Middle school concept front and center
Feb 26, 2013 (Odessa American - McClatchy-Tribune Information Services via COMTEX) --
With the transition to the middle school model for Ector County Independent School District just two years away, district staff is opening the conversations early to parents to find out their concerns ahead of moving sixth-graders into schools with seventh- and eighth-grade students.
The change comes as a result of the $129.75 million school bond that passed in November by voters. It provides funding for three new elementary schools and additions to the current high schools to accommodate Odessa's growing population and the middle school structure.
High schools will move to a 9-12 model, following in step with the rest of Texas more than 20 years since ECISD Chief of Staff H.T. Sanchez said the conversation was swirling around ECISD when he was a teacher in the 1990s. Now, with ECISD boasting six of 12 seventh- through ninth-grade junior highs in Texas, it's time to move forward and align the state-mandated curriculum with ECISD's school system.
"We want to get as much feedback as we can," Sanchez said about the meeting Monday night at Nimitz Junior High.
Opening the elementary schools by 2014-15 is an optimistic goal at this point, but it will depend on the hiring of a construction manager, which is expected to be approved at the next school board meeting, Sanchez said.
"If it's possible, we want to be prepared and start the conversation now," he said.
ECISD is asking parents three basic questions and requesting parents email the district with answers if they're not recorded at a meeting.
--What do you like about sixth-grade that you want to ensure stays in the middle schools
--What are some things you don't like about how sixth-grade is at ECISD that you don't want to see at the middle schools
--What's something new you would like to see
While the audience of about 10 parents in the Nimitz library were reluctant to speak for most of the meeting, Sanchez gave examples from parents that he's heard previous to Monday night on what they'd like to see continue; such as that students are known by name in sixth-grade and that counselors work on sixth-grade specific issues.
As for what parents are concerned about, most opinions had to do with that students wouldn't miss opportunities to take rigorous classes and that students were exposed to sport-specific physical education classes. Sixth-graders will not be able to try out or compete on the school's organized teams, not until seventh-grade according to the University Interscholastic League rules.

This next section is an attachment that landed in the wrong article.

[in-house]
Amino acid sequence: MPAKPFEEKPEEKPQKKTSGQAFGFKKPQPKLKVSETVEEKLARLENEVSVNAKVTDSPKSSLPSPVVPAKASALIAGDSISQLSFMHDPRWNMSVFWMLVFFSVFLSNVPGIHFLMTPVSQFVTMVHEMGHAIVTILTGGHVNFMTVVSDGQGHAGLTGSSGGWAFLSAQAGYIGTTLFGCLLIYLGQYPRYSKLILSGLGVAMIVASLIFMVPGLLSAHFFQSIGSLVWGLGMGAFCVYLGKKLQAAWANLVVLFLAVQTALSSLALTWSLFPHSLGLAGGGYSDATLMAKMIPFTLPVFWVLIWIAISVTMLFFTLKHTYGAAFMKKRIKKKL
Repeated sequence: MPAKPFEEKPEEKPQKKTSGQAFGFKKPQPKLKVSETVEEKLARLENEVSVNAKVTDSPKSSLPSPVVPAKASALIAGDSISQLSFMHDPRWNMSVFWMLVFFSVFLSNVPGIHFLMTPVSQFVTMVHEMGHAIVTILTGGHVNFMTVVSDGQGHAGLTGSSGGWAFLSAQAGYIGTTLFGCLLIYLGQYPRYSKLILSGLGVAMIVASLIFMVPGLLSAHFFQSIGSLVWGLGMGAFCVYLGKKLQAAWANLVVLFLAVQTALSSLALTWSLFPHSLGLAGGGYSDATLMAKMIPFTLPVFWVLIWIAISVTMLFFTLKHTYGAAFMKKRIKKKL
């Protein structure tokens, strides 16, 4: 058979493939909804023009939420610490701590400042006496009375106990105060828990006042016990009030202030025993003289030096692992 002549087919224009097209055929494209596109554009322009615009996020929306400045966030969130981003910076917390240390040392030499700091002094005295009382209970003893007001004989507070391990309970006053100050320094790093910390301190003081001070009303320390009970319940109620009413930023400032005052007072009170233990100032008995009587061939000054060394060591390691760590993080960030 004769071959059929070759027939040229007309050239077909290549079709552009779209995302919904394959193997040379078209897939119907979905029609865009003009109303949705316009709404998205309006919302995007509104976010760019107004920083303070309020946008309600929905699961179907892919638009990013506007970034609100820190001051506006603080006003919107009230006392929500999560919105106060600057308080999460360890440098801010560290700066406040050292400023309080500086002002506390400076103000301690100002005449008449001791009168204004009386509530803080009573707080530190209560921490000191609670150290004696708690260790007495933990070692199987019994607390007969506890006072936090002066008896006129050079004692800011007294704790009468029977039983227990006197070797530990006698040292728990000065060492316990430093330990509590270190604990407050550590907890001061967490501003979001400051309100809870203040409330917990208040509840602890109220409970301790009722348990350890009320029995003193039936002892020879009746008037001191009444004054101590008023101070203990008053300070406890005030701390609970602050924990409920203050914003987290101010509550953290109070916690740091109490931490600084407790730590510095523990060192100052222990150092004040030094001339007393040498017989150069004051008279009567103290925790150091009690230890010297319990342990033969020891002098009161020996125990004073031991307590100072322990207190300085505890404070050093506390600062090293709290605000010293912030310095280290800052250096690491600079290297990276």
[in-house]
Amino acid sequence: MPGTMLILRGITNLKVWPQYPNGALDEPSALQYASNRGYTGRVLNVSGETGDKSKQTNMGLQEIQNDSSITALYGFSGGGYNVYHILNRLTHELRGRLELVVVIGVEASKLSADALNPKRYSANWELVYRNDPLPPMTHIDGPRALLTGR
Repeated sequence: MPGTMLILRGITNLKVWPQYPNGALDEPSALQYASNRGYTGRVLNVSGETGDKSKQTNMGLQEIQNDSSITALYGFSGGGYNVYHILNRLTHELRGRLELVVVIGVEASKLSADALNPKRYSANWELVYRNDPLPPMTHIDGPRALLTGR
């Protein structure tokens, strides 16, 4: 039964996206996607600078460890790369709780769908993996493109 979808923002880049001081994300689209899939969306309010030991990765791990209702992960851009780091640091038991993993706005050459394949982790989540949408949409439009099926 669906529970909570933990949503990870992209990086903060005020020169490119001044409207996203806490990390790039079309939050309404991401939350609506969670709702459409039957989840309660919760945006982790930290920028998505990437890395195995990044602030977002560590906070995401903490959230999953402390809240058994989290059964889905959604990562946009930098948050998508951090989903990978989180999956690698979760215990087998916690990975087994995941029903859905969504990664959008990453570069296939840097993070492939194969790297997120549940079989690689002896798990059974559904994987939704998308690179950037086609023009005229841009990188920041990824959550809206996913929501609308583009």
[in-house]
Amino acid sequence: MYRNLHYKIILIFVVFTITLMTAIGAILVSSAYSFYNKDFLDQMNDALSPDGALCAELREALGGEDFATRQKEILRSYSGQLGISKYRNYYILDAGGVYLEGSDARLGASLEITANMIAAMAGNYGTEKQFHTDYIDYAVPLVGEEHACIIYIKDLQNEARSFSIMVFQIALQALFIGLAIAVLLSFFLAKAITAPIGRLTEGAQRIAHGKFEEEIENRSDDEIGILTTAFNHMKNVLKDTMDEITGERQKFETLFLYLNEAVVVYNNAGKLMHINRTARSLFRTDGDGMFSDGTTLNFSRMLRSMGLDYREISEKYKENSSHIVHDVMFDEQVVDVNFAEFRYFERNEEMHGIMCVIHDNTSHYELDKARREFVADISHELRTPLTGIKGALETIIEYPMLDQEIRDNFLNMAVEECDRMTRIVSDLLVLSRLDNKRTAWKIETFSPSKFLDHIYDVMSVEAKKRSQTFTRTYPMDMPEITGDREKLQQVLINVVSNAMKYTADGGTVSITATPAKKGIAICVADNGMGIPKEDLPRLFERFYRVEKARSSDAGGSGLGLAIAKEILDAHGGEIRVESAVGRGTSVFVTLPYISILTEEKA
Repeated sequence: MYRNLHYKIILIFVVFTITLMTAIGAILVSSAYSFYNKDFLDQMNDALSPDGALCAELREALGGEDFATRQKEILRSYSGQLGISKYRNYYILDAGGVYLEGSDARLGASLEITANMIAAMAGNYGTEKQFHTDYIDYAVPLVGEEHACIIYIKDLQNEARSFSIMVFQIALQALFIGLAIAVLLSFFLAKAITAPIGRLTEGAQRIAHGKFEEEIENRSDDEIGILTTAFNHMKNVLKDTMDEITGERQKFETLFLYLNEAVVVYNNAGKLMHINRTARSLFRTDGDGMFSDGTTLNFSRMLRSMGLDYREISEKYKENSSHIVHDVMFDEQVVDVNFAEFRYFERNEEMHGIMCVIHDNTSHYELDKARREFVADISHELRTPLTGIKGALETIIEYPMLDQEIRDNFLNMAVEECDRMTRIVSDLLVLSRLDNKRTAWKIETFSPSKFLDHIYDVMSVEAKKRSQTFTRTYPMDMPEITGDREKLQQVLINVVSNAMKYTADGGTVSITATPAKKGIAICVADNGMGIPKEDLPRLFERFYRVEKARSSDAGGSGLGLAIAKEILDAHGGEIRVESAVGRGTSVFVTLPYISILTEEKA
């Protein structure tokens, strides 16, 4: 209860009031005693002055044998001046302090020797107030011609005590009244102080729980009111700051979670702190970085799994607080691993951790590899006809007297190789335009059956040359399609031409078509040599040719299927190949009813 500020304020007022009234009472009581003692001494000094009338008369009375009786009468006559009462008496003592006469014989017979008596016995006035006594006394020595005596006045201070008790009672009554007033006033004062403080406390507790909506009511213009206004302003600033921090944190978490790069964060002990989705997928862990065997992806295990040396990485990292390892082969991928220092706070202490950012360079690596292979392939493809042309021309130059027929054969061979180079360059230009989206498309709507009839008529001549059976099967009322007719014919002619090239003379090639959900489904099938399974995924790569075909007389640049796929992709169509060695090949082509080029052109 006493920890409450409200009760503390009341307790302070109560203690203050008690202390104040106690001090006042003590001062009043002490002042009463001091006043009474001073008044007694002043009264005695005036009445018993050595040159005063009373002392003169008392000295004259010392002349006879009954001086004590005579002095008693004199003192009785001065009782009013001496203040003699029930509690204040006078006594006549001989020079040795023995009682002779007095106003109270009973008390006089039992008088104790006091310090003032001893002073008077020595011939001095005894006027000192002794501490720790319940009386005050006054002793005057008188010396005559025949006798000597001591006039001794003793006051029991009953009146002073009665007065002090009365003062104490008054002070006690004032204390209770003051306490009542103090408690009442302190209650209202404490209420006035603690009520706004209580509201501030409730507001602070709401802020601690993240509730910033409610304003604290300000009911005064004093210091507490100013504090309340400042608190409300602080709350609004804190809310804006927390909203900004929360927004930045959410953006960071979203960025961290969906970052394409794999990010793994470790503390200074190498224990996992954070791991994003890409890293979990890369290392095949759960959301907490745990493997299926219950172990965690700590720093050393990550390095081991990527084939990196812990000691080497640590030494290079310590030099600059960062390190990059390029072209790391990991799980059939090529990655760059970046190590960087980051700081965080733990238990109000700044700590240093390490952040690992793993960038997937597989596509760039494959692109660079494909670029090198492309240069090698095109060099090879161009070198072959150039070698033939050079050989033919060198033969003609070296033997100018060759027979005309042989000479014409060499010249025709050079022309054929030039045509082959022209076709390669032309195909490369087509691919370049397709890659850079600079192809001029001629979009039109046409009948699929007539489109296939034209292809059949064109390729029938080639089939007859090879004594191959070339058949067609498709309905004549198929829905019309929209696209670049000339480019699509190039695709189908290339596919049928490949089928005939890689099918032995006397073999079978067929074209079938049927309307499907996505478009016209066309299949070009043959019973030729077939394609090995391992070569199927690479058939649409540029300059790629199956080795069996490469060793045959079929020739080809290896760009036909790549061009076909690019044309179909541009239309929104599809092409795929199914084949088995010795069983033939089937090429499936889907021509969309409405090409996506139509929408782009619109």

However, parents would like to see opportunities for sixth-graders to get more exposure with choir, band and the arts at an earlier age.
A few ECISD educators suggested incorporating more project-based learning for sixth-graders and bringing in the new classes while still in elementary school to eat lunch or tour the middle school ahead of starting school there.
Principal Robin Fawcett said "exploratory" electives that are broken into shorter segments are a good idea for sixth-graders as is P.E. geared toward learning skills in sports that students will participate in the following year. A positive for sixth-graders is that they can get to know coaches ahead of trying out and are able to work on skills during class to get familiar with expectations.
Nimitz social studies department chair Amelia Lyons worked in a middle school for 12 years. She said her experience is that sixth-grade teachers really have a sensitivity of "taking students under their wing. It's very positive. We're here to help them bridge those gaps," she said.
Fawcett also worked in several middle schools before Nimitz and commented that there are gaps from sixth-grade to seventh-grade right now, adding that "something happens to kids between sixth and seventh, we all know that," she joked. The move to align the curriculum within the school buildings thanks to the bond money is "awesome and very exciting," she said.
Sanchez did mention the preferred site of the west side elementary school (two will be on the west side, one on the north side): it's located near Kellus Turner Park close to West University Avenue and North Tripp Avenue. He expects the school board to hire a construction manager soon, who will provide a concrete timeframe. The availability of labor is an issue in Odessa and so the progress is dependent on that aspect.
A request to approve that piece of land for the new school site is also expected at the March board meeting. Sanchez said they're discussing trading a parcel of land behind Cavazos Elementary with the count -- which they will add a park to -- for land near Kellus Turner Park.
--Contact Lindsay Weaver on twitter at @OAschools, on Facebook at OA Lindsay Weaver or call 432-333-7781.
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